a) obtaining mononuclear cells from blood of an animal, preferably a human; b) establishing a population of adherent cells having an endothelial (progenitor) phenotype by culturing the mononuclear cells in a culture medium supplemented with the growth factors VEGF, bFGF, IGF, and HGF; c) allowing the cells obtained in step b) to transdifferentiate into multipotent cells by culturing the cells obtained in step b) in a growth medium supplemented with at least one agent capable of inducing ALK5 kinase activity and/or SMAD2/3 activity and/or an agent capable of decreasing ALKl kinase activity and/or SMAD 1/5/8 activity, or a combination thereof, and; d) stabilizing said multipotent cells.

6. Method according to claim 5, wherein step b) comprises culturing mononuclear cells in a culture medium supplemented with the VEGF-A, bFGF, IGF-I, and HGF, each at a concentration of at least 1 ng/ml.

7. Method according to claim 5 or 6, wherein step c) comprises culturing the cells obtained in step b) in a growth medium supplemented with at least one agent capable of inducing ALK5 kinase activity.

8. Method according to claim 7, wherein step c) comprises culturing the cells in the presence of TGFβl, preferably at a concentration of at least 2 ng/ml.

9. Method according to any one of claims 5-8, wherein step d) comprises culturing the cells obtained in step c) in a culture medium supplemented with bFGF at a concentration of at least 1 ng/ml.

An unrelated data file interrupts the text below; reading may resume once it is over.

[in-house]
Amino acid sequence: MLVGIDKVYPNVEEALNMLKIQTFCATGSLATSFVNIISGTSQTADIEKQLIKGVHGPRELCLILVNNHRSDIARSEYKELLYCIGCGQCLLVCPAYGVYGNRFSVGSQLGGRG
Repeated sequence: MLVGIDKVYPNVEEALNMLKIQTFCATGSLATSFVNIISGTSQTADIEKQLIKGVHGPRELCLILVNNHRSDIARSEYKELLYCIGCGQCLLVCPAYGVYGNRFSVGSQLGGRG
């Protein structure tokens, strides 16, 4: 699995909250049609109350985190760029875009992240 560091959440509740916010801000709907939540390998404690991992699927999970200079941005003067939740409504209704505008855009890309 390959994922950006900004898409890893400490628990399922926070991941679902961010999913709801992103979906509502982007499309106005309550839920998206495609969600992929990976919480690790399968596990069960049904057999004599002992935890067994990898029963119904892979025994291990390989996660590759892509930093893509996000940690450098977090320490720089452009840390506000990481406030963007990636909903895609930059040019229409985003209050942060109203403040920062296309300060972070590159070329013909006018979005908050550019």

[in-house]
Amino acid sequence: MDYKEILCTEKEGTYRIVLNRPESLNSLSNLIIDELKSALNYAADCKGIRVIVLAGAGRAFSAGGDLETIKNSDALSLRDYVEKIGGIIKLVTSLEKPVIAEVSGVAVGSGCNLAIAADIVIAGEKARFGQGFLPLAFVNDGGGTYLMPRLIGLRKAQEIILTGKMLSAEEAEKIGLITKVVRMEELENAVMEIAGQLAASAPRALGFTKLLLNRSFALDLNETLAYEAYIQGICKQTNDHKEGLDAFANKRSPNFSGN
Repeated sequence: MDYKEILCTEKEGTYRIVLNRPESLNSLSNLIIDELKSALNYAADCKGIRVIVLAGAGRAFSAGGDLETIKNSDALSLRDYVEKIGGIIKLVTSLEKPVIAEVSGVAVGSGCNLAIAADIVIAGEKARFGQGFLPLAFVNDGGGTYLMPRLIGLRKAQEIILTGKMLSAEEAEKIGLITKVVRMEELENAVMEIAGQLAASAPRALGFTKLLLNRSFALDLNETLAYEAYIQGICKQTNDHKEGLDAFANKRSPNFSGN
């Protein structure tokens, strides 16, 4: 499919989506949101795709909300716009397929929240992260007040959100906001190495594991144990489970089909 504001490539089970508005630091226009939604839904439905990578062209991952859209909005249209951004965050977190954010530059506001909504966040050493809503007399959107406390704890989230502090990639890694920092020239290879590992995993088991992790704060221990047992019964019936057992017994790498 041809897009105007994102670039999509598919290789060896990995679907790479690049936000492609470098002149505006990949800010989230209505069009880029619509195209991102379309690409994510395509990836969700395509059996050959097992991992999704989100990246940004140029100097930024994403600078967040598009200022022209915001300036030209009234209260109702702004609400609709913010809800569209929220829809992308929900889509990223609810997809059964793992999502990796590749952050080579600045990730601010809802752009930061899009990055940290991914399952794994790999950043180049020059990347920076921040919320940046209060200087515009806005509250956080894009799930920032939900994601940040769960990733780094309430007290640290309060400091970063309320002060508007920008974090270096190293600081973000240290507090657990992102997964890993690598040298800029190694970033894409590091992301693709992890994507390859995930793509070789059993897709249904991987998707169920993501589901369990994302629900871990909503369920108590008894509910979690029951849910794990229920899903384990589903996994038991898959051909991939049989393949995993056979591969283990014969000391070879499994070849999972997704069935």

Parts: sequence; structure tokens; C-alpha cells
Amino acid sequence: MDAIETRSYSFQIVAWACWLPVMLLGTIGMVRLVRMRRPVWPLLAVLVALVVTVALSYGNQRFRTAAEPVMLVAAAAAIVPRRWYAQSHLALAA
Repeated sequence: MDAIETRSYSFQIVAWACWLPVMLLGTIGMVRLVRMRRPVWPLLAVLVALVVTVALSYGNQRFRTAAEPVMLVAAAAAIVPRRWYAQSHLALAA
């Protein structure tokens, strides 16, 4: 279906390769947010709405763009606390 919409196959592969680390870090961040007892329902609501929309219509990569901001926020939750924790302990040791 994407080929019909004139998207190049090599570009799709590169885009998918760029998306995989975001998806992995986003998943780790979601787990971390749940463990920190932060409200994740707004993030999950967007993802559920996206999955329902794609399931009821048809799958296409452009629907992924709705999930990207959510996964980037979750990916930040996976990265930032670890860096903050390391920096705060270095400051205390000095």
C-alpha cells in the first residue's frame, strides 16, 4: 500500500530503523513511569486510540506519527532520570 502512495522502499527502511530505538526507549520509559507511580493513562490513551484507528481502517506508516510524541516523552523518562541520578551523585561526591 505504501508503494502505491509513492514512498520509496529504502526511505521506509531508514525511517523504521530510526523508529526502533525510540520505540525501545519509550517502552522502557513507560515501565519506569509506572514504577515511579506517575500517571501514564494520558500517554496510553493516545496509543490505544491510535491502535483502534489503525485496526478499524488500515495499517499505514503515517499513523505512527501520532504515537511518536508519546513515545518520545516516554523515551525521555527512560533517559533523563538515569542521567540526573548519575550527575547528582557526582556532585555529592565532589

10. Cells having an endothelial (progenitor) phenotype and being derived from mononuclear cells, wherein the cells display the phenotype CD31+, CD105+, VEGFR- 2\ CD144+, Tie2\ CDIl , CD14+/ , CD45 , CD163 , vWF\ eNOS+, Telomerase÷.

11. Multipotent cells obtainable by steps a) through c), preferably by steps a) through d), as defined in the method according to any one of claims 5-9.

12. The cells according to any one of claims 1-4 or 10-11, or progeny differentiated there from, for use in medical therapy or veterinary therapy.

13. The cells of claim 12, wherein the medical therapy comprises tissue and/or organ regeneration, in particular formation of mesodermal and/or ectodermal tissues, such as cardiovascular tissues, including myocardium, blood vessels, heart valves, and/or muscle tissue, scar tissue, skin tissue, neural tissue, skin tissue, bone and/or cartilage.

14. Use of the cells according to any one of claims 1-4 or 10-11, or progeny differentiated therefrom, for ex vivo tissue engineering (such as cardiovascular tissue, including myocardium, blood vessels, muscle flaps, heart valves) of replacement tissues, preferably skin substitutes, nerve graft and/or bone replacements.

15. Use of the cells according to any one of claims 1-4 or 10-11, or progeny differentiated there from, as therapeutic agent in wound contraction devices for the treatment of (congenital) defects.

16. Use of the cells according to any one of claims 1-4 or 10-11, or progeny differentiated there from, as delivery vehicle for the production and secretion of a therapeutic protein, in particular a growth factor or collagen.

17. A tissue-engineering scaffold provided with cells according to any one of claims 1-4 or 10-11, or progeny differentiated there from.

18. Scaffold according to claim 17, made of a synthetic polymer, a natural polymer or a blend thereof

Download Citation


Sign in to the Lens

Feedback